The White House on Wednesday said that Argentina “agreed to join the” the Global Equality Fund, a public-private partnership the State Department manages with the U.S. Agency for International Development. The announcement coincided with President Obama’s visit to the South American country.
“The United States and Argentina are committed to supporting the human rights of lesbian, gay, bisexual, transgender, and intersex (LGBTI) individuals,” reads the White House announcement.
Then-Argentine President Cristina Fernández de Kirchner signed a same-sex marriage bill into law in 2010 amid strong opposition from Pope Francis, who was the then-archbishop of Buenos Aires.
Argentina has one of the world’s most comprehensive transgender rights laws under which people can legally change their gender without surgery. The South American country also allows gay and bisexual men to donate blood.
“The news about Argentina’s support of the Global Equality Fund, as part of the cooperative actions between our country and the United States is great news,” LGBT Federation of Argentina Vice President Esteban Paulón told the Washington Blade on Thursday in an email. “It means taking a step in the direction of ‘exporting’ the rights that we have achieved in our country, and cooperating regionally on this issue.”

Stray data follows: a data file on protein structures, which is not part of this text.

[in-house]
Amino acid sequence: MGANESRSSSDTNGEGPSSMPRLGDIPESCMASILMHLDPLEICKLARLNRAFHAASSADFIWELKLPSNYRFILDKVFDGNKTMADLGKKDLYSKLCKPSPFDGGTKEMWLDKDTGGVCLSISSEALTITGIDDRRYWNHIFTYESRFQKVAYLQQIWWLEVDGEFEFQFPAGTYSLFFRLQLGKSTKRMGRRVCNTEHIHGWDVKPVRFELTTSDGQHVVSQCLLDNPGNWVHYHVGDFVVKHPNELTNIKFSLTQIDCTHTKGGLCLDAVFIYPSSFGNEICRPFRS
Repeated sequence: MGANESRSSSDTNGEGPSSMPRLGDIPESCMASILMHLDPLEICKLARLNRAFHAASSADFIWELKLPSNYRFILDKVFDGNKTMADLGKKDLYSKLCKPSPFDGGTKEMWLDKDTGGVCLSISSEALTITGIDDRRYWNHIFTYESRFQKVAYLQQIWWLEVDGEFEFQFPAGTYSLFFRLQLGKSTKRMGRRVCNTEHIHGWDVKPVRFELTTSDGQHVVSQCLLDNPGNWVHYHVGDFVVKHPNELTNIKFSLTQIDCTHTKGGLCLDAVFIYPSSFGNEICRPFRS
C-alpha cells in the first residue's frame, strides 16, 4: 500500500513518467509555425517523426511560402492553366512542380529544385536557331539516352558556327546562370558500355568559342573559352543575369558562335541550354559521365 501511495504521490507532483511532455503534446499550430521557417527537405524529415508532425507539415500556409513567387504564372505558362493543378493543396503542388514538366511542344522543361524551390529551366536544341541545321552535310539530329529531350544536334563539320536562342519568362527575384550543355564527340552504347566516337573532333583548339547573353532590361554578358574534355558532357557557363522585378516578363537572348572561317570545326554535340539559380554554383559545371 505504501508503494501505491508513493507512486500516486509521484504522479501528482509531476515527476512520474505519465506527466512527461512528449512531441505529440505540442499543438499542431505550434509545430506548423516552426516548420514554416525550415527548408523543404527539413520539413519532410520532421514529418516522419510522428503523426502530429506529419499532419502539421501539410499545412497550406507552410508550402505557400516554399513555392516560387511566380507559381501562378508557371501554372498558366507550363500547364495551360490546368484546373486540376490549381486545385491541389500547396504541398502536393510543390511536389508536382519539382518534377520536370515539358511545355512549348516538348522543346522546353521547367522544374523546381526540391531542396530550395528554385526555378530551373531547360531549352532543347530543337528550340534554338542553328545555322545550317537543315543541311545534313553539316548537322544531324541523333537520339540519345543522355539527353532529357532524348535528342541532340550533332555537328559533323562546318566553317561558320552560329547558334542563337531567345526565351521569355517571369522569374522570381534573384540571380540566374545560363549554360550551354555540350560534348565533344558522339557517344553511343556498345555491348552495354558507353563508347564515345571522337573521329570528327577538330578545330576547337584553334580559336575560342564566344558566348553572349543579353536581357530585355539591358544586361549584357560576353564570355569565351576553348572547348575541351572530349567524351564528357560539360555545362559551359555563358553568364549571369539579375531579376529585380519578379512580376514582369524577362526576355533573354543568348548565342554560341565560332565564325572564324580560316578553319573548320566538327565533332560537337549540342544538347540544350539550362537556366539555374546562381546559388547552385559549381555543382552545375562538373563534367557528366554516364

Uruguay, Chile contribute to initiative
The Global Equality Fund has given more than $17 million to LGBT advocacy groups since its 2011 launch.
Uruguay and Chile joined the initiative last November and 2014 respectively. Croatia, Germany, the Netherlands, Sweden, the Arcus Foundation and the Human Rights Campaign are among the other countries and organizations that also contribute to the Global Equality Fund.
The White House on Wednesday announced that Argentina supports the Inter-American Commission on Human Rights’ special rapporteur on LGBT-specific issues. The Obama administration also said the South American country backs a similar body within the U.N. Human Rights Council.
“The support that the country has expressed for the special rapporteur for LGBTI rights in the OAS (Organization of American States) and the creation of a similar body in the United States is a step in the right direction,” Paulón told the Blade.
The Argentine government has not returned the Blade’s requests for comment.
Prominent trans advocate murdered in 2015
Obama’s visit to Argentina comes less than four months after President Mauricio Macri took office.
Diana Sacayán, a prominent trans rights advocate, was found stabbed to death inside her Buenos Aires apartment last October. She was the third trans woman who was reported killed in Argentina in the span of two months.
An appellate court last December ruled the two men who allegedly killed Sacayán can go on trial for her murder.